October 2014: International Archives of Otorhinolaryngology
Yeliz Pekcevik, Ilker Burak Arslan, Yildiz Arslan
BACKGROUND: Intraosseous lipomatous lesions of the sphenoid bone and skull base are increasingly seen and cause a diagnostic challenge. The purpose of this study was to present the imaging findings of 4 patients with incidentally identified intraosseous lipomatous lesions within the sphenoid bone. METHODS: CT scans and MR images of 4 patients are shown. Macroscopic fat content of the lesions were evaluated by fat-saturated sequences on MRI and by measuring fat density in Hounsfield Units on CT...
February 2016: Head & Neck
Tobias Boppel, Martin Bendszus, Andreas J Bartsch
BACKGROUND AND PURPOSE: Cavum-trigeminale-cephaloceles (CTCs) are rare lesions of Meckel's cave and the petrous apex. Despite distinctive imaging features, they are frequently mistaken for other petrous apex lesions. In contrast to many of these entities, CTCs do--when asymptomatic--not require any invasive work-up or even surgical excision. Since correct diagnosis has profound impact on clinical decision-making, we report on a series of CTCs with distinct imaging features and their important differential diagnoses...
June 2015: Journal of Neuroradiology. Journal de Neuroradiologie
Vincent Patron, Julie Berkaoui, Roger Jankowski, Emmanuelle Lechapt-Zalcman, Sylvain Moreau, Martin Hitier
PURPOSE: The olfactory cleft has garnered interest since the advent of endoscopic skull base surgery. Its precise anatomy, however, is still partially unknown. According to Rouvière, an "ethmoidal foramen" is located in its antero-medial part and contains a process of the dura mater. In a more lateral and anterior location, a second foramen, the "cribroethmoidal foramen", contains the anterior ethmoidal nerve. The aim of this study was to verify the existence of these elements and to establish landmarks for surgery...
September 2015: Surgical and Radiologic Anatomy: SRA
Young Bae Sohn, Shin-Young Yim, Eun-Hae Cho, Ok-Hwa Kim
Potocki-Shaffer syndrome (PSS, OMIM #601224) is a rare contiguous gene deletion syndrome caused by haploinsufficiency of genes located on the 11p11.2p12. Affected individuals have a number of characteristic features including multiple exostoses, biparietal foramina, abnormalities of genitourinary system, hypotonia, developmental delay, and intellectual disability. We report here on the first Korean case of an 8-yr-old boy with PSS diagnosed by high resolution microarray. Initial evaluation was done at age 6 months because of a history of developmental delay, hypotonia, and dysmorphic face...
February 2015: Journal of Korean Medical Science
Rebecca Woodford, Navjot Chaudhary, Amparo Wolf, Stephen Lownie, Jerrold E Armstrong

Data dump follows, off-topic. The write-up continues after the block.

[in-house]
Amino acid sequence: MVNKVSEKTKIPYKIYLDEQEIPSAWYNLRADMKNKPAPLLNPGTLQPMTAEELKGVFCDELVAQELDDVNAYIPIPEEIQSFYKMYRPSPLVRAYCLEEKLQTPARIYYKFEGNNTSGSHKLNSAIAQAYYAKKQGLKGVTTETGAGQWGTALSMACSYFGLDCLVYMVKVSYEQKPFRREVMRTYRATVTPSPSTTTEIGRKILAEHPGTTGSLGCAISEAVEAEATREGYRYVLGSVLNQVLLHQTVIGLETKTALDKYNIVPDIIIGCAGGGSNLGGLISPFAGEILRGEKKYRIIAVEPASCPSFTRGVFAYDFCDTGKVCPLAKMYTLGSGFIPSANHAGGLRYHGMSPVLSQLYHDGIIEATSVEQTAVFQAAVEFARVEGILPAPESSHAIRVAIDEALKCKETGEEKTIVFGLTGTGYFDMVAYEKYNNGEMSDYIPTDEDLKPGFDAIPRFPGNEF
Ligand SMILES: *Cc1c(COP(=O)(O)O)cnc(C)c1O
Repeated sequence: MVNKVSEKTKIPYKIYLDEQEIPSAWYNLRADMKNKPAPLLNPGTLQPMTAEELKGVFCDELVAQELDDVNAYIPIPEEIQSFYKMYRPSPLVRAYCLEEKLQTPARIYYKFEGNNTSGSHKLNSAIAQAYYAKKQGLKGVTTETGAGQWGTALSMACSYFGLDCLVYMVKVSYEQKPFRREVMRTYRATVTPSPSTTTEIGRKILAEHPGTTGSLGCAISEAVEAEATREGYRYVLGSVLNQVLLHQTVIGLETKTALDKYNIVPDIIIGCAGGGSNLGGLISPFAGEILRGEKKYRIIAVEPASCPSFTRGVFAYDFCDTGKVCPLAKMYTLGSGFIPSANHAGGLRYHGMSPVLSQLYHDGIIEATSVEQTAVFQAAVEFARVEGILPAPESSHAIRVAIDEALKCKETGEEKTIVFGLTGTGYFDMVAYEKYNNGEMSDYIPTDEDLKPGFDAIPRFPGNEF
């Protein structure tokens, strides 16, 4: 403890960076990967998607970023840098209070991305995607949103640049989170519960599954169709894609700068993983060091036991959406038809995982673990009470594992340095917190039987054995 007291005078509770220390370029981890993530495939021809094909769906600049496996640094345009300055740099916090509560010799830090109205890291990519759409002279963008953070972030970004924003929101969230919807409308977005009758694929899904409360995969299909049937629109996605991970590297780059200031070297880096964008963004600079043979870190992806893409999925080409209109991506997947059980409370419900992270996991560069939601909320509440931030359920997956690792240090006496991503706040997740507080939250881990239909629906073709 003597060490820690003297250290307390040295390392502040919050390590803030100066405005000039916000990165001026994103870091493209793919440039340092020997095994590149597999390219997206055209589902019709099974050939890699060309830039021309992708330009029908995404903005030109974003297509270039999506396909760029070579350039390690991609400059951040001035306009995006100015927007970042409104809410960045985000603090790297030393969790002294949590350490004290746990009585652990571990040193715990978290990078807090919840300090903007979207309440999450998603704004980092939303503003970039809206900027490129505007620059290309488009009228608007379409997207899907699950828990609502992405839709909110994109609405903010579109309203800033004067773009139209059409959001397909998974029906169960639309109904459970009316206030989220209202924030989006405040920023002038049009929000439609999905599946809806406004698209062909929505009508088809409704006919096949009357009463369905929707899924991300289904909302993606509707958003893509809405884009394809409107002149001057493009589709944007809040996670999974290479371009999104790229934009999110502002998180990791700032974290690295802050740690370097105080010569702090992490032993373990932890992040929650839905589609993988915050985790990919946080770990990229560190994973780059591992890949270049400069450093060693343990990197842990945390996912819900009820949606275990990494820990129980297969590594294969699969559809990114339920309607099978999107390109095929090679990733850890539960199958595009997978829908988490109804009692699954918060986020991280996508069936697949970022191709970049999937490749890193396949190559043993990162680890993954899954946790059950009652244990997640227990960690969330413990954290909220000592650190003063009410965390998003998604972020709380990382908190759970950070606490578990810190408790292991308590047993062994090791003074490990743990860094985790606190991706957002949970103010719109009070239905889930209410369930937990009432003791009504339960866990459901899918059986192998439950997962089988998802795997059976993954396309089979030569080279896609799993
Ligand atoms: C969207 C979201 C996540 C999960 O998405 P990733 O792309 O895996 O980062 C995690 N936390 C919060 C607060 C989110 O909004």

The infratemporal fossa (ITF) is an anatomically complex region with multiple neural and vascular structures entering and exiting through foramina in the skull base. The main obstacles to approaching the ITF are the zygomatic arch, the parotid gland, the facial nerve, and the ascending ramus AND condylar head of the mandible. Different surgical approaches to the ITF exist and the best approach should provide optimal visibility, minimal impairment of temporomandibular joint function, and preservation of motor and sensory nerve integrity...
April 2015: Journal of Oral and Maxillofacial Surgery
Rajanigandha Vadgaonkar, Rajalakshmi Rai, Latha V Prabhu, Ashwin R Rai, Mamatha Tonse, P C Vani
PURPOSE: Ethmoidal foramina on the medial orbital wall show a higher incidence of variation. Surgeons performing endonasal, anterior cranial fossa and medial orbital wall surgeries must be aware of these variations as they are a source of hemorrhage and also serve as landmark in proximity to the orbital apex. AIM: The present study aims to describe the morphometric distances of various ethmoidal foramina between anterior lacrimal crest to optic canal in south Indian dry human skulls...
September 2015: Surgical and Radiologic Anatomy: SRA
Fetch more papers »
Fetching more papers... Fetching...
Read by QxMD. Sign in or create an account to discover new knowledge that matter to you.
Remove bar
Read by QxMD icon Read

Search Tips

Use Boolean operators: AND/OR

diabetic AND foot
diabetes OR diabetic

Exclude a word using the 'minus' sign

Virchow -triad

Use Parentheses

water AND (cup OR glass)

Add an asterisk (*) at end of a word to include word stems

Neuro* will search for Neurology, Neuroscientist, Neurological, and so on

Use quotes to search for an exact phrase

"primary prevention of cancer"
(heart or cardiac or cardio*) AND arrest -"American Heart Association"